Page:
Poetry Explorer- Classic Contemporary Poetry, STANZAS TO THE AUTHOR OF MONT BLANC, ADA, ETC., by LETITIA ELIZABETH LANDON



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STANZAS TO THE AUTHOR OF MONT BLANC, ADA, ETC., by             Poet's Biography
First Line: Thy hands are fill'd with early flowers
Last Line: Not wither all that grows beneath!
Alternate Author Name(s): L. E. L.; Maclean, Letitia


THY hands are fill'd with early flowers,
Thy step is on the wind;
The innocent and keen delight
Of youth is on thy mind; --
That glad fresh feeling that bestows
Itself the pleasure which it knows,
The pure, the undefined;
And thou art in that happy hour
Of feeling's uncurb'd, early power.

Yes, thou art very young, and youth,
Like light, should round thee fling
The sunshine thrown round morning's hour,
The gladness given to spring:
And yet upon thy brow is wrought
The darkness of that deeper thought,
Which future time should bring.
What can have traced that shadowy line
Upon a brow so young as thine?

'Tis written in thy large dark eyes,
Fill'd with unbidden tears;
The passionate paleness on thy cheek,
Belying thy few years,
A child, yet not the less thou art
One of the gifted hand and heart,
Whose deepest hopes and fears
Are omen-like: the poet's dower
Is even as the prophet's power.

Thy image floats before my eyes,
Thy book is on my knee;
I'm musing on what now thou art,
And on what thou wilt be.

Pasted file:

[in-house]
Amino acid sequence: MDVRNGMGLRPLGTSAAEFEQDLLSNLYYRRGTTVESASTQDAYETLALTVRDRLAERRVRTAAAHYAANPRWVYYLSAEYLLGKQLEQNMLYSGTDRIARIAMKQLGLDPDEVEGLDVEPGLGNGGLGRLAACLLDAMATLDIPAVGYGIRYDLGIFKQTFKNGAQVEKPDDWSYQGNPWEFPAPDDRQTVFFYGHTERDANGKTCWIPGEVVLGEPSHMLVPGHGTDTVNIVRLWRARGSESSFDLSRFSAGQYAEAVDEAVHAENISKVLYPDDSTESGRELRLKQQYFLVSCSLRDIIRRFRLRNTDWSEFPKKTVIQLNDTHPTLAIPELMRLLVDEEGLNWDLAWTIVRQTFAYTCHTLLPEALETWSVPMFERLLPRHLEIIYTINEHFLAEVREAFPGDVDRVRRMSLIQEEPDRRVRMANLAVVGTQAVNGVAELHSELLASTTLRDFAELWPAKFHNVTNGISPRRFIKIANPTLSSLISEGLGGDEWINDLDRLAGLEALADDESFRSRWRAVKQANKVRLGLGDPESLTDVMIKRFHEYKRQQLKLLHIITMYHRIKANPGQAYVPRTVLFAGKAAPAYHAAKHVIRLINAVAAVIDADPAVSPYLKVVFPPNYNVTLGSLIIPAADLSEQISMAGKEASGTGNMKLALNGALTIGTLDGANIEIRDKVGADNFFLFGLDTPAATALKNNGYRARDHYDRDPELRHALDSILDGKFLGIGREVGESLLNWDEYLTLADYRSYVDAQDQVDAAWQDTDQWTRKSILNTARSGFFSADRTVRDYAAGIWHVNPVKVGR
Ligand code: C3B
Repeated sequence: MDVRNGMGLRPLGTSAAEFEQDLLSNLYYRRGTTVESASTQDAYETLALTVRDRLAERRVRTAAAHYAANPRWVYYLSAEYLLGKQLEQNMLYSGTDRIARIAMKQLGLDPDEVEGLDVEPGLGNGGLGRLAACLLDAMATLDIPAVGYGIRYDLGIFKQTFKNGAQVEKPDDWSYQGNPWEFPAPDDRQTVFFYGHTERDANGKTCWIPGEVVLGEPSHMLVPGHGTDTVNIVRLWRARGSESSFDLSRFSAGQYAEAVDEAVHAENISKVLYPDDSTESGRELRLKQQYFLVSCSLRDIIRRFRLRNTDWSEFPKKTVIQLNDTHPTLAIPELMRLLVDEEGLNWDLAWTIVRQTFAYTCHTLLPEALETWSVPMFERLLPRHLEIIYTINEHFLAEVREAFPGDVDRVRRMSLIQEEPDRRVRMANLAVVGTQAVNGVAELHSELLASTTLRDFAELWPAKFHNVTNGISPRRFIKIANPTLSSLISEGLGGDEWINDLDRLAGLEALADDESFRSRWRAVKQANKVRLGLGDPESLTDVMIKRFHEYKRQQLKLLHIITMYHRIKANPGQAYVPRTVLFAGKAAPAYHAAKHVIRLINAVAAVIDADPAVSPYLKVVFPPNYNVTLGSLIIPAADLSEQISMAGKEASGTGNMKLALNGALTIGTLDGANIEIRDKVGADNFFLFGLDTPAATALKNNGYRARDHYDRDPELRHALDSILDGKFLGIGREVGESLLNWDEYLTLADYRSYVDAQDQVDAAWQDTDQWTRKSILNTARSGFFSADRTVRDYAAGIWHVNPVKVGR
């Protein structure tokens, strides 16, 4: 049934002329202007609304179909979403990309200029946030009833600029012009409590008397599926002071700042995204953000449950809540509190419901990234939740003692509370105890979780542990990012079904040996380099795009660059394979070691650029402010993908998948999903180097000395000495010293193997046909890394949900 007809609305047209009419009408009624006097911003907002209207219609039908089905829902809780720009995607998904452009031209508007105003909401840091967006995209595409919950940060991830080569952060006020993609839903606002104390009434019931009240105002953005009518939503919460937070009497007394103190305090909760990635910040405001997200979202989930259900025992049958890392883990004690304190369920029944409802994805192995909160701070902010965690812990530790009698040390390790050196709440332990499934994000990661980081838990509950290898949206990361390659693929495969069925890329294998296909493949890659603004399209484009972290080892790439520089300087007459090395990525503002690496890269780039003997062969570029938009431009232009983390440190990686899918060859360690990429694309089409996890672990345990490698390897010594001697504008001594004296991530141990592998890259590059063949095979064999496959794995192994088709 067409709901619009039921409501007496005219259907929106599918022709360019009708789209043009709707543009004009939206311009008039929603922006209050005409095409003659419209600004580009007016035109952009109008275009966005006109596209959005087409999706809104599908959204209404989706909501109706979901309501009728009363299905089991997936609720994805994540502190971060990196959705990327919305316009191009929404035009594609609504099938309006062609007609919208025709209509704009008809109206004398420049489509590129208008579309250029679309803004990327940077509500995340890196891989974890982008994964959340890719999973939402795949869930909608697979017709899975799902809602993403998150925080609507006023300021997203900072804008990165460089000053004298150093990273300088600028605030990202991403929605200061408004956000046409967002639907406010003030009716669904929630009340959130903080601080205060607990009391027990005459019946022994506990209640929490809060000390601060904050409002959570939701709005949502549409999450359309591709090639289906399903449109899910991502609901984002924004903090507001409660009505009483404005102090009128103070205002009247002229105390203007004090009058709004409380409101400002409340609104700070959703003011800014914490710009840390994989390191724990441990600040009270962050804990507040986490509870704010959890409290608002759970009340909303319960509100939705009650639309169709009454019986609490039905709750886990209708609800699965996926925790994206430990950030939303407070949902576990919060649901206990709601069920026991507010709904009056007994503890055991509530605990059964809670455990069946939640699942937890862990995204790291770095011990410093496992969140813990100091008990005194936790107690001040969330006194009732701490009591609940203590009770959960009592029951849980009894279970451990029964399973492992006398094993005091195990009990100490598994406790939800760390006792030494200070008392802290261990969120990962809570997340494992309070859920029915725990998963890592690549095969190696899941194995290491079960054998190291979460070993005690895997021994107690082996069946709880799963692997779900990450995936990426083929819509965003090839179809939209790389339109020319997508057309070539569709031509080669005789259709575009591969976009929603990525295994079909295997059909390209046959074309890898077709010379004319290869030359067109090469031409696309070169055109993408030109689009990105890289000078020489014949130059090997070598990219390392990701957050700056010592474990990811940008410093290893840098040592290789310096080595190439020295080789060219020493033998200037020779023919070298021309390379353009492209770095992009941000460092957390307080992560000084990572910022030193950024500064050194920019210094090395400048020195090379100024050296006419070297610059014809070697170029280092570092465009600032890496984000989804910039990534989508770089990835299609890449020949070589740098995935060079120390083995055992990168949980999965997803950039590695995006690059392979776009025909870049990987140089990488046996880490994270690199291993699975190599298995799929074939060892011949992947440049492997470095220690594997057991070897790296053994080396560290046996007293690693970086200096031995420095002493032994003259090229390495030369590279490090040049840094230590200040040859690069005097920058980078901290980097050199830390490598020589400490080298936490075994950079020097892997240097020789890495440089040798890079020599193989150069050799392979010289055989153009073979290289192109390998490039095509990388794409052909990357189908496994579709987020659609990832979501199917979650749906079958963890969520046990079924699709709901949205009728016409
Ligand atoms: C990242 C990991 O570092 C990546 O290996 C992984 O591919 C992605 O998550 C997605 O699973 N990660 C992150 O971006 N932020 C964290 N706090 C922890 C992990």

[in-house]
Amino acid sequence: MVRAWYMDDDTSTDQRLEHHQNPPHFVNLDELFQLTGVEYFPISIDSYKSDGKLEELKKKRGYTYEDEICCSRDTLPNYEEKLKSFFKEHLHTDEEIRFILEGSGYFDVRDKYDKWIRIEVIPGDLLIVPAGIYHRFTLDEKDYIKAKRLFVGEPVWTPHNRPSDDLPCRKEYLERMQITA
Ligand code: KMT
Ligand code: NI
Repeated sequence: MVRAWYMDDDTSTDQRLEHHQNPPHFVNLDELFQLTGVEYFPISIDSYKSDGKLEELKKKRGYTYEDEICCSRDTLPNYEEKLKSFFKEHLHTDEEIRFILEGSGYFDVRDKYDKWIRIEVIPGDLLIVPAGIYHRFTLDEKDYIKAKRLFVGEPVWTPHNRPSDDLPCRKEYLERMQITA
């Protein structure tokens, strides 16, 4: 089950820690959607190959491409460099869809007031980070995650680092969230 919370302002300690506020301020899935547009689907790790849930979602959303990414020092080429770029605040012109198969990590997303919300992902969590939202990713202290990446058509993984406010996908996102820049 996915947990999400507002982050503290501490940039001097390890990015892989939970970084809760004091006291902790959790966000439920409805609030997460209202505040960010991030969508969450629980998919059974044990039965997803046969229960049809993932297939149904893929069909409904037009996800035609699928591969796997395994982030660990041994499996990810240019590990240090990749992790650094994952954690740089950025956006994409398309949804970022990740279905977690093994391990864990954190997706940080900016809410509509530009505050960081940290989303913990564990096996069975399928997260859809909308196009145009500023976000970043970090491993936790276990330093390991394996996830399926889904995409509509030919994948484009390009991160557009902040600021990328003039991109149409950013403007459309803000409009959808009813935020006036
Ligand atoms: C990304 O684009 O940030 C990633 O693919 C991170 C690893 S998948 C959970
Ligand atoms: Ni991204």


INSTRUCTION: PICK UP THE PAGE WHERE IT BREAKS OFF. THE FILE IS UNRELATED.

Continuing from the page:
Dangerous as a magic spell,
Whose good or evil none can tell,
The gift that is with thee;
For Genius, like all heavenly light,
Can blast as well as bless the sight.

Thou art now in thy dreaming time,
The green leaves on the bough,
The sunshine turning them to gold,
Are pleasures to thee now;
And thou dost love the quiet night,
The stars to thee are a delight;
And not a flower can grow,
But brings before thy haunted glance
The poet days of old romance.

With thine "own people" dost thou dwell,
And by thine own fireside;
And kind eyes keep o'er thee a watch,
Their darling and their pride.
I cannot choose but envy thee;
The very name of home to me
Has been from youth denied;
But yet it seems like sacred ground,
By all earth's best affections bound.

'Tis well for thee thou art not made
Struggle like this to share;
Ill might that gentle, loving heart
The world's cold conflict bear;
Where selfish interest, falsehood, strife,
Strain through their gladiatorial life;
Save that the false ones wear
Seeming and softness and a smile,
As if guilt were effaced by guile.

I dare not speak to thee of fame,
That madness of the soul,
Which flings its life upon one cast,
To reach its desperate goal.
Still the wings destined for the sky
Will long their upward flight to try,
And seek to dare the whole,
Till, space and storm and sunshine past,
Thou find'st thou art alone at last.

But love will be thy recompense,
The love that haunts thy line;
Ay, dream of love, but do not dream
It ever will be thine.
His shadow, not himself, will come;
Too spiritual to be his home,
Thy heart is but his shrine;
For vainest of all earthly things
The poet's vain imaginings.

Go, still the throbbing of thy brow,
The beating of thy heart;
Unstring thy lute, and close thy page,
And choose an humbler part;
Turn not thy glistening eyes above,
Dwell only in thy household love,
Forgetting what thou art;
And yet life like what this must be
Seems but a weary lot for thee.

Or trust thee to thy soaring wing,
Awake the gifted lay;
Fling life's more quiet happiness
For its wild dreams away.
'Tis a hard choice; on either side
Thy heart must with itself divide,
Be thy doom what it may,
Life's best to win, life's best to lose, --
The lot is with thee, maiden -- choose.

Ah no! -- the choice is not thine own, --
The spirit will rebel;
The fire within the poet's heart
Is fire unquenchable.
Far may its usual curse depart,
And light, but not consume, thy heart!
Sweet minstrel, fare thee well!
And may for once the laurel wreath
Not wither all that grows beneath!





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